NCAA hoops needs challenge rule

EAST RUTHERFORD-- Vanderbilt fans here awoke to a bleak, dark, miserable morning after watching their team lose last night because of a missed call. In a game Vanderbilt should have won an official who was either weak, dishonest or blind stole the hard work and dreams of twelve Commodore players who should be getting ready to face North Carolina tomorrow.

The NCAA is full of rules. Rules that fans can't help the poor mother of a murdered player. Rules that you can't bring a Gold shaker into an NCAA Tournament facility. Rules against players that can't afford shoes getting help from their coaches. Rules concerning the number of pages in a media guide. These rules are vigorously enforced. But on the court it's a different story.

With 3 seconds remaining and Vanderbilt leading by 1 and seemingly headed to their first Elite 8 appearance since 1965 Georgetown's Jeff Green drove toward the basket and shifted left and shifted right and pivoted his left foot and then pivoted his right foot. Green then banked a shot off the backboard and the Georgetown fans went wild and rightfully so, why shouldn't they be happy? The problem is not with Georgetown winning but how Vanderbilt was not allowed to win.

I talked with The Tennessean Vanderbilt beat writer Maurice Patton after the game and he said that he saw the walk from the opposite side of the court, almost 30 yards away. Millions of television viewers also saw the walk as it occurred. If Patton could see a walk at such a distance, why on earth couldn't a supposedly trained and seasoned official see a walk from 10 feet away?

We'll never know whether the official actually saw the violation or not but the fact is it was a violation and it should have cost Georgetown. This is not about a ticky tack foul that wasn't called; this is a blatant violation of the ball handling rules. The whistle should have sounded before Green even took a shot and the ball and game handed over to Vanderbilt. Instead the hard work and dedication and a rightful place among the Elite Eight is ripped from the arms of a deserving team and Commodore fans, some of whom paid thousands of dollars to attend games in both Sacramento and East Rutherford, saw their dreams of a trip to Atlanta for the Final Four vanquished.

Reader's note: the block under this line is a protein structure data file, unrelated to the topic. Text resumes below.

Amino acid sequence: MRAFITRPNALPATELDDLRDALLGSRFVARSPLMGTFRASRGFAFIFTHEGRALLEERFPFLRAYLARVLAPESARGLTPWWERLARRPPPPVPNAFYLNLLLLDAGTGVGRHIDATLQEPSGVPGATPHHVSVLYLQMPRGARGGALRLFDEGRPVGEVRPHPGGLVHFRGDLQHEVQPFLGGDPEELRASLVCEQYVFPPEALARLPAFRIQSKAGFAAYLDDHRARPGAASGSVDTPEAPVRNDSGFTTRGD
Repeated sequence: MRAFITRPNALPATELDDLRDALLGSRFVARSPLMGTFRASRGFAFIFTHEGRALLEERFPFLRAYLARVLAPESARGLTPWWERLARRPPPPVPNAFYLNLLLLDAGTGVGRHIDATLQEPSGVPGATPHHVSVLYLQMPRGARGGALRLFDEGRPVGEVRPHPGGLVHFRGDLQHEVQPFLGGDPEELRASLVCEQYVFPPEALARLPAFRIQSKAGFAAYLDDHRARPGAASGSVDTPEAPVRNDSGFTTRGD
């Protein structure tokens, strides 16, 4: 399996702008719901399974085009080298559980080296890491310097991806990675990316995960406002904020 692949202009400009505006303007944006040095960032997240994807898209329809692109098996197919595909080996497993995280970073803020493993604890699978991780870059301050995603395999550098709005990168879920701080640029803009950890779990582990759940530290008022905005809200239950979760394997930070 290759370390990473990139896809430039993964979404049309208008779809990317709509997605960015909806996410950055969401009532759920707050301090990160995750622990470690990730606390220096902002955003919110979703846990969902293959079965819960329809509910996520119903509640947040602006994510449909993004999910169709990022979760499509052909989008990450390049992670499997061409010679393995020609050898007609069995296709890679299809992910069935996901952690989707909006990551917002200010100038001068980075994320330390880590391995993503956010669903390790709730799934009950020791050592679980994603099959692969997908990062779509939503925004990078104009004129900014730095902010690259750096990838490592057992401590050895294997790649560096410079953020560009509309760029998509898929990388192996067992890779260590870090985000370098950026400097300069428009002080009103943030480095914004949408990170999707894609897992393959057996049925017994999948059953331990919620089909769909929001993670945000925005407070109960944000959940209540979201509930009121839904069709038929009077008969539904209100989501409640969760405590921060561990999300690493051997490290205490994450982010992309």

What will it take to get fair officiating in NCAA games? We don't know why the officials seem to screw teams like Vanderbilt. It may be because of pressure from the networks to let the glamour teams advance for rating purposes. Money certainly matters to the NCAA. The fact is though; action needs to be taken whether or not it was just an honest mistake by the official. Why should teams like Vanderbilt continue playing if they aren't given a fair shake?

The NCAA needs an instant replay similar to what is used in football. In the last two minutes of a basketball game a head coach should be able to challenge one of any of the official's calls or no calls except for technical fouls. Officials would have the option to review any play in the last two minutes. This would be complicated because of the nature of basketball and how the game progresses as opposed to football but a system could be made workable with some effort.

Let's hope the NCAA gets as serious about enforcing on the court rules as much as they are off the court rules. Top Stories